they don’t have much time for interests and activities, but when<br />

they do, they enjoy hiking, day trips around the area and animal<br />

sightings – “our son Max is obsessed with animals.” The Sparks<br />

hope to be involved in helping with the nursery school.<br />

Adam Winig and Veronica Monti moved to the East Bay<br />

three years ago from San Francisco; they love the outdoors and<br />

thought this area would<br />

be the perfect place for<br />

a family. Their son Oren,<br />

almost two years old,<br />

will be starting preschool<br />

at <strong>Beth</strong> <strong>El</strong> in the fall.<br />

Veronica’s parents are<br />

from Uruguay, where<br />

she spent part of her<br />

childhood and still has<br />

extended family. She<br />

has been a registered dietitian for the last nine years in the Bay<br />

Area, currently working as a diabetes educator at Children’s<br />

Hospital in Oakland. Adam grew up in Lafayette and is a<br />

licensed architect and principal of the firm Arcsine. Veronica<br />

and Adam spend most of their free time taking Oren to places<br />

that he can explore. Oren loves the park, playing with water,<br />

dancing and reading books. Adam and Veronica want to raise<br />

their son in a Jewish environment and be part of a community<br />

that shares the same values. What drew them to <strong>Beth</strong> <strong>El</strong> is how<br />

close and supportive everyone is. They would love to volunteer<br />

at the preschool to help their son and his classmates enjoy this<br />

very special and important time in their lives.<br />

www.bethelberkeley.org 13

Editor’s Column<br />

Board Buzz<br />

by <strong>El</strong>isabeth Wechsler<br />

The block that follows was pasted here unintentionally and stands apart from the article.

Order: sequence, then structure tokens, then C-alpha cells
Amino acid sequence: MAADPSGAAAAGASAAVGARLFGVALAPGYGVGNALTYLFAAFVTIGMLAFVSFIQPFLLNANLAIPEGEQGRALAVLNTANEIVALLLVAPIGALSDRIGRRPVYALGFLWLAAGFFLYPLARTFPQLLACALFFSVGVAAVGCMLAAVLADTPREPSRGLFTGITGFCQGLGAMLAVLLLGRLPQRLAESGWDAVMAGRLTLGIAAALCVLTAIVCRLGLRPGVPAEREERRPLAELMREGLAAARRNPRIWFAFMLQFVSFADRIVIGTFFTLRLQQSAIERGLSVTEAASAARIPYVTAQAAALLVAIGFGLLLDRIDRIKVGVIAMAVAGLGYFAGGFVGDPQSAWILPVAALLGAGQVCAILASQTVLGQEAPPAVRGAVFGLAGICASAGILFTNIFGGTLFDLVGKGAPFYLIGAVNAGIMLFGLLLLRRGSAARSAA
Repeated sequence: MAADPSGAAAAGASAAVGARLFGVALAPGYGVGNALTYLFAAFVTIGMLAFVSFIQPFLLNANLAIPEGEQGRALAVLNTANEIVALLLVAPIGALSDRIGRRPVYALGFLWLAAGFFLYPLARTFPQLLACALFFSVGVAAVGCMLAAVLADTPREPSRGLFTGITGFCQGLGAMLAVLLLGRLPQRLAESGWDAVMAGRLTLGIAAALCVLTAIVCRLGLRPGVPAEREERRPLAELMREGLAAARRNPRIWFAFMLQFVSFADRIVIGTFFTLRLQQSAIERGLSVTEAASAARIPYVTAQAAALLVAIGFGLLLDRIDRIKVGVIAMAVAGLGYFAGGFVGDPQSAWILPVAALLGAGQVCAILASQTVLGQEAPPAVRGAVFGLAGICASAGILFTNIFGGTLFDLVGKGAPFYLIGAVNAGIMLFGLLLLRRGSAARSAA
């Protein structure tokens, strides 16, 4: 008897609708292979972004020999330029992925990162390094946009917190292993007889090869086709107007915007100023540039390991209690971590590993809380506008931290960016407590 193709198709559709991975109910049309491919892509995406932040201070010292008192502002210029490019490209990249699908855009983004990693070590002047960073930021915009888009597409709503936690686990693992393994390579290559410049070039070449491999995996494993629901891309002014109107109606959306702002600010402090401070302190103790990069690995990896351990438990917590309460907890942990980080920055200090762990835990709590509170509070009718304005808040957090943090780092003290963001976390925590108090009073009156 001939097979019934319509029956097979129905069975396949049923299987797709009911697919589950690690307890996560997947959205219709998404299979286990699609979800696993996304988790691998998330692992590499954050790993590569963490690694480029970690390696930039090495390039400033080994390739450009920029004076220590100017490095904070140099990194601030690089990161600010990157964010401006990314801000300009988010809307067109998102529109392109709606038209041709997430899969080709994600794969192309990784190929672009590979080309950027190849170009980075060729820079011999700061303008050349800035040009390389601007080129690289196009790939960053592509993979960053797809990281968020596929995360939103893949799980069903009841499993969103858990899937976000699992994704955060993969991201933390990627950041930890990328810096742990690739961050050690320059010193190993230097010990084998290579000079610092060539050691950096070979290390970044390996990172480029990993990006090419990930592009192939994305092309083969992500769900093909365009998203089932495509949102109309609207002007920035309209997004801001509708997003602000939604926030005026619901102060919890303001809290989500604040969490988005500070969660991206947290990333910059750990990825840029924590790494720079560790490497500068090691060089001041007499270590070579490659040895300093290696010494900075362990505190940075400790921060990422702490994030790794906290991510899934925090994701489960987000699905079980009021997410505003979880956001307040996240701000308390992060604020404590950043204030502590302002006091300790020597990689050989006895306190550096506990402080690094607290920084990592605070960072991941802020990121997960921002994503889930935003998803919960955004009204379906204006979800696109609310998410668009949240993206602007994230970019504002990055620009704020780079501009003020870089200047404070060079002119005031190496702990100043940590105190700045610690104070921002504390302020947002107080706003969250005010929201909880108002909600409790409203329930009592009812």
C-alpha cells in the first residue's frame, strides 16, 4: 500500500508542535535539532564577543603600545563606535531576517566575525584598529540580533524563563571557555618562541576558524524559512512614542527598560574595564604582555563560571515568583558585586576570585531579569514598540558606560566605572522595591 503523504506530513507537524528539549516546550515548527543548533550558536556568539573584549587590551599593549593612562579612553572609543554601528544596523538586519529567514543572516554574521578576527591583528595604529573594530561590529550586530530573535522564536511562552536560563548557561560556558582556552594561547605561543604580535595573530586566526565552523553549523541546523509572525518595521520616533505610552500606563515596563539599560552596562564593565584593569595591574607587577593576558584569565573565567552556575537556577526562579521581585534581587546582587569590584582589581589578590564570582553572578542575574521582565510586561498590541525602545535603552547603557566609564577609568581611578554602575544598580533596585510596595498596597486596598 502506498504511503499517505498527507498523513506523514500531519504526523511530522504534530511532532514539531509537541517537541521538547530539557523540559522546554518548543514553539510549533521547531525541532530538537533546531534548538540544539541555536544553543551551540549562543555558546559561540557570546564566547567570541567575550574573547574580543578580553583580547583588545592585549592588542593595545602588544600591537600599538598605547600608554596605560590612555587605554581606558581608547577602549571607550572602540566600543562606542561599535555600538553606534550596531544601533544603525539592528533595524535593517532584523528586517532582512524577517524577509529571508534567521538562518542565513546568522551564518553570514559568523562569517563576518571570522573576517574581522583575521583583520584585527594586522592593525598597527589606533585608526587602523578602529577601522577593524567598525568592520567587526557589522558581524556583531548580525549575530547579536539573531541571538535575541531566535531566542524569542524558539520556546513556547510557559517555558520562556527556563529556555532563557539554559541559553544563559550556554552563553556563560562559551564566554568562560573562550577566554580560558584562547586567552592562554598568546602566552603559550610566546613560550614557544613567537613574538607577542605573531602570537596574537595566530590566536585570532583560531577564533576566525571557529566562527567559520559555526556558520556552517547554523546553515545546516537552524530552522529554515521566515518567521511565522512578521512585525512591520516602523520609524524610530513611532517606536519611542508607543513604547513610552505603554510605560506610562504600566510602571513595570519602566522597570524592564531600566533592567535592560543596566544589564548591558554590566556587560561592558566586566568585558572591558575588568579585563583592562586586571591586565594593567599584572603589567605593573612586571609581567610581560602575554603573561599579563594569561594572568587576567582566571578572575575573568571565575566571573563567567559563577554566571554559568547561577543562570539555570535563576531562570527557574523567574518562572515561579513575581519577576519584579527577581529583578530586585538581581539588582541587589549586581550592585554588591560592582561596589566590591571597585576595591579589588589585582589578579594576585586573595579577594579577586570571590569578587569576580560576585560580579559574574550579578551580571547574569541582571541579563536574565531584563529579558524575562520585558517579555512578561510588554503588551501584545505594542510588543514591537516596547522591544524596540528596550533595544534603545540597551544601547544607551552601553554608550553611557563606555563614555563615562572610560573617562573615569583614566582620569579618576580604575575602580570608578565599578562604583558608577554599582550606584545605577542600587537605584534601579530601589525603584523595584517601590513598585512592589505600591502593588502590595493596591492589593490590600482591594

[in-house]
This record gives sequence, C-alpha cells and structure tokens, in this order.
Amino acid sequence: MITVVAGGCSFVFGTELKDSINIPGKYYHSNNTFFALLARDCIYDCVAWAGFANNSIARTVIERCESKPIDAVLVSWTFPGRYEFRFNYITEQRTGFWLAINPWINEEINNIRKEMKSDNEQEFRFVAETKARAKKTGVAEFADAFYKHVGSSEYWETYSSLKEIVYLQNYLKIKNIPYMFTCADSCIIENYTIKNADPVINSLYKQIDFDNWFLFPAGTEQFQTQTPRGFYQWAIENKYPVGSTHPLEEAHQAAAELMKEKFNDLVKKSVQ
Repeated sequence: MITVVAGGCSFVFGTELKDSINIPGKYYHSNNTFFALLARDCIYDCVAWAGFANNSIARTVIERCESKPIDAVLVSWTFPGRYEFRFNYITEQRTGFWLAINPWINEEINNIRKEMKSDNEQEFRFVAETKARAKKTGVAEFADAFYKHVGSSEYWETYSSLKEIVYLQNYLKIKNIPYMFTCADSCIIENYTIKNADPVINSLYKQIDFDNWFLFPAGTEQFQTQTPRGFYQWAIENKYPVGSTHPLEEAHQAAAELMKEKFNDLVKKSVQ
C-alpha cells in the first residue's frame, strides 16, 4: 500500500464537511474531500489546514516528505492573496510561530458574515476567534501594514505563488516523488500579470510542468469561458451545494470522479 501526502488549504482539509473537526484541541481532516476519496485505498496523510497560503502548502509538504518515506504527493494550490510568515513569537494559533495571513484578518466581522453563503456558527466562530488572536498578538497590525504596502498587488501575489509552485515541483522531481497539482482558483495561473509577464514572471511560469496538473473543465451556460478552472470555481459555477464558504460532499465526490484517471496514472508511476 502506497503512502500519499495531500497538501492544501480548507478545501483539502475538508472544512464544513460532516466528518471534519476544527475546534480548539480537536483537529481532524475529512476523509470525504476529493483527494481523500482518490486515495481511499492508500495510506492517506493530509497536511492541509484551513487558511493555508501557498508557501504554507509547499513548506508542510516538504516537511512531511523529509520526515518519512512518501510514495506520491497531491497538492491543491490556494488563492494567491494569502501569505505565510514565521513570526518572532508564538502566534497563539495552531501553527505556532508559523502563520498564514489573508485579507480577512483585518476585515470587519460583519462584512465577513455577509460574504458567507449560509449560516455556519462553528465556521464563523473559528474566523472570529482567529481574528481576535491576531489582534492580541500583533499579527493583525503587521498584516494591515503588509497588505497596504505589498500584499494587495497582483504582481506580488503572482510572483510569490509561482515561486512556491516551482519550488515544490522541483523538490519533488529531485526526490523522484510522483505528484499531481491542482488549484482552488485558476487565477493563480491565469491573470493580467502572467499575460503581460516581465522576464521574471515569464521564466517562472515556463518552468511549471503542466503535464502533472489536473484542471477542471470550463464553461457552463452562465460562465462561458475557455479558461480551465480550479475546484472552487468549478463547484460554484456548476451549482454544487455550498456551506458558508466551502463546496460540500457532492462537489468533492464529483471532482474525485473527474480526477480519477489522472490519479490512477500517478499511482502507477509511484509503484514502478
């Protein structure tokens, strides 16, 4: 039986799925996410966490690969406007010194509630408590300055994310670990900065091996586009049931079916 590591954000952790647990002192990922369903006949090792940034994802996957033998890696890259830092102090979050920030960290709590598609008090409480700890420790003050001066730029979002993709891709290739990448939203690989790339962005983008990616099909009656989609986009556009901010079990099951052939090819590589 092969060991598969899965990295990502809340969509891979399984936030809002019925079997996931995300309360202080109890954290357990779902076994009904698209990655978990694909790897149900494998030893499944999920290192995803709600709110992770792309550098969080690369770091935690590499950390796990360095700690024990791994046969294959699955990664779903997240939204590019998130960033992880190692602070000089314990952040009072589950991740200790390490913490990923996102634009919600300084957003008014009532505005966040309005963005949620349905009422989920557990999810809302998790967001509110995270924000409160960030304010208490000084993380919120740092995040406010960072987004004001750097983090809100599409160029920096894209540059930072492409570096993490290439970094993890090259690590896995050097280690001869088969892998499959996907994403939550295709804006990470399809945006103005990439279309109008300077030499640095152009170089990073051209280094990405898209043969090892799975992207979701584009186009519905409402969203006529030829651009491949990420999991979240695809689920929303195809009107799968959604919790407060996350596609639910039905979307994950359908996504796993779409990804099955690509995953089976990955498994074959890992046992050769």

I’ve been invited to attend <strong>Congregation</strong> <strong>Beth</strong> <strong>El</strong> Board<br />

meetings, which are open to the membership, and write about<br />

what I hear and see. It seems like a good way to demystify the<br />

work of our synagogue leaders. There were occasionally details<br />

that the Board felt should not be published on <strong>Beth</strong> <strong>El</strong>’s public<br />

website, but members may always ask Board members about<br />

anything to do with <strong>Beth</strong> <strong>El</strong>.<br />

The February 26 meeting in the Beit Midrash started off with<br />

pizza and salad for Board members who didn’t have time to<br />

eat before the 7:00 pm start time. Paul Sugarman, first vice<br />

president, called the meeting to order in President Dan Magid’s<br />

absence. After the opening prayer, Lisa Feldman gave the D’var<br />

Torah, a short summary of the golden calf story in the weekly<br />

parashah.<br />

The first item on the agenda concerned a proposed partnership<br />

with Rosh Pina, a Jewish organization that helps institutions<br />

become more responsive and accessible to people with special<br />

needs. <strong>Beth</strong> <strong>El</strong> Education Director Debra Sagan Massey and<br />

<strong>El</strong>ana Naftalin-Kelman, the representative from Rosh Pina,<br />

spoke about the needs of some <strong>Beth</strong> <strong>El</strong> families, which include<br />

nonverbal individuals and children with hearing difficulties,<br />

learning disabilities and autism. Rosh Pina is derived from<br />

Psalms 118:22: “the stone that builders refused has become the<br />

cornerstone.”<br />

If approved by the Board, <strong>Beth</strong> <strong>El</strong> will pledge $3,000 to have<br />

the congregation’s needs assessed and then Rosh Pina will<br />

offer solutions for making the synagogue more convenient for<br />

disabled members without feeling the stigma of asking for help.<br />

<strong>Beth</strong> <strong>El</strong> is invited to be part of a pilot program and to participate<br />

in a formal certification process. After much discussion, the<br />

Board decided to ask for more details about expectations and<br />

time involved for staff and volunteers.<br />

Next on the agenda was the proposed budget for the fiscal year<br />

beginning July 1, <strong>2013</strong>. Norm Frankel presented a preliminary<br />

draft budget, which still requires refinement and adjustment<br />

before being presented to the Board for approval. The Board<br />

discussed a small increase in annual dues recommended by the<br />